|I've spent more time in the garden recently than I have all summer|
I’m now back from my travels and busy in the garden whenever I can, taking advantage of the warm weather despite blustery showers. And with impending gale force winds over the next few days, I’ve been checking structures to ensure they aren’t uprooted and sent bowling down the garden or over the neighbour’s fence. The willow wigwam that had supported my honeysuckle had finally disintegrated – it was a question of pruning, and supporting temporarily with iron stakes.
|These grapes for wine making have colonised our holly tree|
Apples have been gathered in, or left in heaps for visiting fieldfares if the weather turns really cold, and if I don’t take steps down to the farm hedgerow, I will not be able to enjoy the fattest quince I have ever grown. It will scent the living room for weeks to come; a fruit that is reminiscent of times past. Then there’s a magnificent crop of grapes this year. Most of our vines were grubbed out this spring as the varieties I had selected years ago are not suited to our high location in the north Cotswolds, but one has really come into its own. We can either make grape juice, or wine, or leave the fruit for wild-life that is now sadly lacking from our garden as the surrounding properties become ever more suburbanised.
Knowing it would be wet whilst we were away last week in Shropshire, I took with me a copy of the latest Dobies catalogue and spent some happy hours trawling through its 114 pages. It covers Flower and Vegetable Seeds for 2014 – and a whole lot more – and is subtitled “A-Z Flower and Vegetable Seeds, Fruit, Flower Plants & Garden Equipment”. And you have to remember that Dobies seed prices show a massive saving over other major seed suppliers as the packets do not have to carry the costs of printing pretty pictures. Flower seeds are up to 42% cheaper, and you will save up to 49% on vegetable seeds – based on 2013 prices.
Before I guide you through some aspects of the catalogue, meet Dobies’ Vegetable Specialist, Peter Moreton. He is part of the team working for you, developing a range of seeds and plants which involves selections from field trials, testing of seeds for purity and germination, plus planning and quality checking plant production. A huge team effort.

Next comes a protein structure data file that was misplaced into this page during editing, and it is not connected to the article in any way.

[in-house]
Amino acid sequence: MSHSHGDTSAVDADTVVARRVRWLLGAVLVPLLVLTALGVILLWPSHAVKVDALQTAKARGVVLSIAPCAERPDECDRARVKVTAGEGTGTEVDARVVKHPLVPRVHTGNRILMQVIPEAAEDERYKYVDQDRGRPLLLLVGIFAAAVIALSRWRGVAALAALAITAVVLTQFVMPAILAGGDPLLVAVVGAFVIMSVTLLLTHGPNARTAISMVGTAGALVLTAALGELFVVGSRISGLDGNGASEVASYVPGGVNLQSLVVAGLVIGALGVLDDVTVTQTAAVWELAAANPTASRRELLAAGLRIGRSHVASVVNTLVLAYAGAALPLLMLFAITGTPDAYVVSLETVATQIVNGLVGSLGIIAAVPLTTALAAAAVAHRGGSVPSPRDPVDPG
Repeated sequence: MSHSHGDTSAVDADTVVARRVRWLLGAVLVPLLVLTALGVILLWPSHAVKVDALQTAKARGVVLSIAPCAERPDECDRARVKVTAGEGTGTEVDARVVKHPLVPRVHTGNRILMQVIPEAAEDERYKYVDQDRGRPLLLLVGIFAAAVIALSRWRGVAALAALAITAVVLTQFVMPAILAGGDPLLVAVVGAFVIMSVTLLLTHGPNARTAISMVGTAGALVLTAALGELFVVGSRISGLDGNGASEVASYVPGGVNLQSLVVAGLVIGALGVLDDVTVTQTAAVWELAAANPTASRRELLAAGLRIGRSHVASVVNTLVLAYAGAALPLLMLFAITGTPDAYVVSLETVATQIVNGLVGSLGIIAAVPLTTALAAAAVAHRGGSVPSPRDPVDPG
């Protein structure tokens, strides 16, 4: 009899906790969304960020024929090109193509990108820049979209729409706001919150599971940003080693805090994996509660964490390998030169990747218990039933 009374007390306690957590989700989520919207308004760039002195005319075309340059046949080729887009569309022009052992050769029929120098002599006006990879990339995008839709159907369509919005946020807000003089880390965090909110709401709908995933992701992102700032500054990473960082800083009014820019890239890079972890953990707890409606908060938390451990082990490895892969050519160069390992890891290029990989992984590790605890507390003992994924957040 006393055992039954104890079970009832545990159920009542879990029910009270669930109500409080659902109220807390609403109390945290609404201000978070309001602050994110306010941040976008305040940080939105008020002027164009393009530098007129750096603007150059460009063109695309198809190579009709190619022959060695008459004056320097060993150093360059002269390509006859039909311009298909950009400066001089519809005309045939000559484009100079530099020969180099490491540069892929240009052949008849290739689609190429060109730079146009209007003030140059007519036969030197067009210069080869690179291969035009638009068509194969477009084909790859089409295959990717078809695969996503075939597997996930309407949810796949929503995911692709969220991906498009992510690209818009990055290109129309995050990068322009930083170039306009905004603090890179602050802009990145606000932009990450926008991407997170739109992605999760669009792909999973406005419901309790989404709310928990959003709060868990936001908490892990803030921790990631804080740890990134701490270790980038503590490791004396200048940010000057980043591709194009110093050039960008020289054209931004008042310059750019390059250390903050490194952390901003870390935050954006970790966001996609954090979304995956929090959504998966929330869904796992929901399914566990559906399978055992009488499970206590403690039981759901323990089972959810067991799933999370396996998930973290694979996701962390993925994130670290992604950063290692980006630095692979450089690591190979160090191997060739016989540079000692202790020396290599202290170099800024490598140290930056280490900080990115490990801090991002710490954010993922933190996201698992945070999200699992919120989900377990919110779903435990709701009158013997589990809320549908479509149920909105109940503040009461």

|Just to give you an idea - read in conjunction with the catalogue|
Particularly useful are two charts provided to help you get the most from your vegetable plot. The first will assist you in planning cropping rotation – not just vegetable groupings but advice on fertilising, and growing veg all year round without shortage or gluts.
|Again, this is best read alongside the Dobies 2014 catalogue|
For which the seasonal Vegetable Growing Chart will be invaluable, for it tells you when to sow or transplant, harvesting times and distances between plants and rows. These charts are followed by six new ‘harvest selections’ – seed varieties that mean you can be harvesting something every month of the year.
|'Hunter' Butternut Squash - tasty right now|
Looking through what I might have been harvesting now, I wish I had thought to plant some Butternut Squash, for we have family joining us for lunch tomorrow and I know they love my dish of mixed vegetables roasted in olive oil. I have potatoes and parsnips but the lovely soft orangey flesh of ‘Hunter’ would really appeal to the youngsters, as well as us adults!
|Makes my mouth water - and my tree is flourishing|